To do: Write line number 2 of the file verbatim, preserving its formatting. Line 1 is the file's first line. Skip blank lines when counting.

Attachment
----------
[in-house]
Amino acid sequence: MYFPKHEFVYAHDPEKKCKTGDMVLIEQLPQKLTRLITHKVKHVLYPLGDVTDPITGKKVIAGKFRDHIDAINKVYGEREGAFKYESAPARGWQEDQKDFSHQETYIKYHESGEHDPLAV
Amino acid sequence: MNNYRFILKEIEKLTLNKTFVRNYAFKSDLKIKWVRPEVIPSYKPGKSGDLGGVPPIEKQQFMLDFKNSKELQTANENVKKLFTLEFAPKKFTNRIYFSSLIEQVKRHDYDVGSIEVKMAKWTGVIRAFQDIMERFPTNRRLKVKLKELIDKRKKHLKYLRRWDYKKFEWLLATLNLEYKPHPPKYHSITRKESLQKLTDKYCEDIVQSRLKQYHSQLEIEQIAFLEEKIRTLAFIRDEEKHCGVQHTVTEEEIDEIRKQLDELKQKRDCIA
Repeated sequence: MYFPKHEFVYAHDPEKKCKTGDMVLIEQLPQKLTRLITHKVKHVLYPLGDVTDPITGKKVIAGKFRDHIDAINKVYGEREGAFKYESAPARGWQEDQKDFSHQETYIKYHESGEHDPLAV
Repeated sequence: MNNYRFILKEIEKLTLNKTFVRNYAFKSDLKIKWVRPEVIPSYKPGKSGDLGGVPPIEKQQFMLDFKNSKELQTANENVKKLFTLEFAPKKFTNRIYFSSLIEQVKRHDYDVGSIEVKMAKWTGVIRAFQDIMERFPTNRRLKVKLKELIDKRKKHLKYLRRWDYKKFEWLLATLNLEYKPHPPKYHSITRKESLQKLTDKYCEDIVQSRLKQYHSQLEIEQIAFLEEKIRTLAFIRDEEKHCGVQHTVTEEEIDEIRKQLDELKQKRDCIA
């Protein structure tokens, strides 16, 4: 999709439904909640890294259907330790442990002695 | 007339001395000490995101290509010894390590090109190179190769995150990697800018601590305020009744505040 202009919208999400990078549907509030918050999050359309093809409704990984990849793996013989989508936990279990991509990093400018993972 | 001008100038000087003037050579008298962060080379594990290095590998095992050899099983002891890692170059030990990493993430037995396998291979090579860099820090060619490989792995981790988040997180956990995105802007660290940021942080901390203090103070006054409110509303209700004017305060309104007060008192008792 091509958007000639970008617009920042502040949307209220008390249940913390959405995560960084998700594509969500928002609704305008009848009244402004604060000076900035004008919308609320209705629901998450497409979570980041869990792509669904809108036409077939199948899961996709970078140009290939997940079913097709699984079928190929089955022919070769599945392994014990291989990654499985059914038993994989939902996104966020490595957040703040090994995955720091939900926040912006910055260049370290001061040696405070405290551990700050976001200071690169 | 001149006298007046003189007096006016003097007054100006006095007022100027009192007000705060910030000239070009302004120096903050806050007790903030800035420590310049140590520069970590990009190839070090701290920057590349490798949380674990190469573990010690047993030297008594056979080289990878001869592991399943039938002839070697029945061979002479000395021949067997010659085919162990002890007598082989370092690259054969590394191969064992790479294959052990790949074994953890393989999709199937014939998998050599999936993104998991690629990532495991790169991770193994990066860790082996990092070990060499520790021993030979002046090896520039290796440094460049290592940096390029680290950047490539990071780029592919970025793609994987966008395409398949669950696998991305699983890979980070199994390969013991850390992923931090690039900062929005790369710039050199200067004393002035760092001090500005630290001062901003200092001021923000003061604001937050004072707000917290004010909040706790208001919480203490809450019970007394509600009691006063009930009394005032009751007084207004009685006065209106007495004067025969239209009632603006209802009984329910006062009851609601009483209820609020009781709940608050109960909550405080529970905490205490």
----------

Amino acid sequence: MYFPKHEFVYAHDPEKKCKTGDMVLIEQLPQKLTRLITHKVKHVLYPLGDVTDPITGKKVIAGKFRDHIDAINKVYGEREGAFKYESAPARGWQEDQKDFSHQETYIKYHESGEHDPLAV